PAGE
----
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New drug for treatment of aggressive breast cancer found by Irish researchers

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New drug for treatment of aggressive breast cancer found by Irish researchers

January 01
16:46 2017

clinic-doctor-health-hospital-largeAs recently published in the International Journal of Cancer, researchers from Breast-Predict, may have found a new drug for the treatment of Triple-negative breast cancer. The drug APR-246, which will be tested in clinical trials to ensure its success, prevents the growth of Triple-negative breast cancer cells.

Breast- Predict is an Irish Cancer Society Collaborative Cancer Research Centre, which is located at St. Vincent’s Hospital and University College Dublin.

With more than 250 new cases of Triple-negative breast cancer diagnosed per year, mostly found among young women, this form of breast cancer ranks among the most aggressive. Furthermore, it accounts for one in six breast cancer cases in the world.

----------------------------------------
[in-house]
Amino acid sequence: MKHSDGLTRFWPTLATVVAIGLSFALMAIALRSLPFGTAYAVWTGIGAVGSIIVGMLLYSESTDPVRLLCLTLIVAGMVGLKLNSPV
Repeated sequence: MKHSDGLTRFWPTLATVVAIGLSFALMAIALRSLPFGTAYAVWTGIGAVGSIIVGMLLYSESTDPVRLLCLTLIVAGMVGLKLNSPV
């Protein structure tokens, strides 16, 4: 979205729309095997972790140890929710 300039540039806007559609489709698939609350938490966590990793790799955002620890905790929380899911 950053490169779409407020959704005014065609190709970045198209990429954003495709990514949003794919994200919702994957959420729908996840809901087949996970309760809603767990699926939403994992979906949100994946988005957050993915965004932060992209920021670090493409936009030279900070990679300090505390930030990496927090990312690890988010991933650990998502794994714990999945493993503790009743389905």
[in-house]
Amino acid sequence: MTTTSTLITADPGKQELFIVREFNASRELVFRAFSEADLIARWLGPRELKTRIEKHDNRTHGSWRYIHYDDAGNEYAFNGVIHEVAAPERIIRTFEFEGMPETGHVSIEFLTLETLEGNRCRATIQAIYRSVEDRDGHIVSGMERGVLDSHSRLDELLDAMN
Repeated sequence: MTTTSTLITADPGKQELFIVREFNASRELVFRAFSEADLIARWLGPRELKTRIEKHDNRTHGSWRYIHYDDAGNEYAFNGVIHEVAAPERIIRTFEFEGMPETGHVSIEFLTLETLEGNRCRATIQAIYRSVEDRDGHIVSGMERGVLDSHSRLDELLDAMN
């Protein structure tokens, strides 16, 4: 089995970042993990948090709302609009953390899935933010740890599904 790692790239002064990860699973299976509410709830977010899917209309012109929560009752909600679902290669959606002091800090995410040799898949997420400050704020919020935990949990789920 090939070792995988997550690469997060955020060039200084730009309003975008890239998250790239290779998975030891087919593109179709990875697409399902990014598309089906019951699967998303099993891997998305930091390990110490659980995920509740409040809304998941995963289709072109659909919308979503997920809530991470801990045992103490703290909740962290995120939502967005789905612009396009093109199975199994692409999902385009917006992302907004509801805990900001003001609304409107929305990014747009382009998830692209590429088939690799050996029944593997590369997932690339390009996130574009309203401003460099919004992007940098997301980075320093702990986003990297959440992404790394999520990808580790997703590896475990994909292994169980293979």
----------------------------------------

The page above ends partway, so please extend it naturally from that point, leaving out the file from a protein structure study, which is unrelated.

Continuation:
For most types of breast cancer, drugs, like Herceptin, or hormone therapies are being used, in order to attack three so called “Biomarkers”. However, these “Biomarkers” cannot be found in Triple-negative breast cancers, leaving chemotherapy as the only current treatment option.

But a major problem is that not everyone’s cells respond to this form of treatment. “While this will work well for some patients, others may find that their cancer cells don’t respond as well as might be hoped to chemo, leading to patients suffering the side effects without any of the desired outcomes,” explained Naoise Synott, the PhD University College Dublin student, who conducted the research.

At this point the drug APR-246 should be used in the future, which corrects a mutated p53 gene, that occurs in 80 percent of these breast cancers. By correcting this gene, the growth of the cancer can be stopped.

Although the survival rate of women with breast cancer has increased to 85%, in the last five years, the future does not look so bright, in view of cancer diseases. The number of people with cancer in Ireland is expected to double within the next 24 years.

The research project is supported by the Irish Cancer Society. Dr. Robert O’Connor, the Society’s Head of Research, did not only praise the finding as a “milestone”, but also declared that in consideration of the expected growing number of cancer patients, further research would be “vital if to tackle this growing epidemic of cancer”. According to O’Connor these research programs would ensure that “the most advanced personalised treatment options are available and that as many patients as possible thrive after their treatment”.


written by Isabel Riedel

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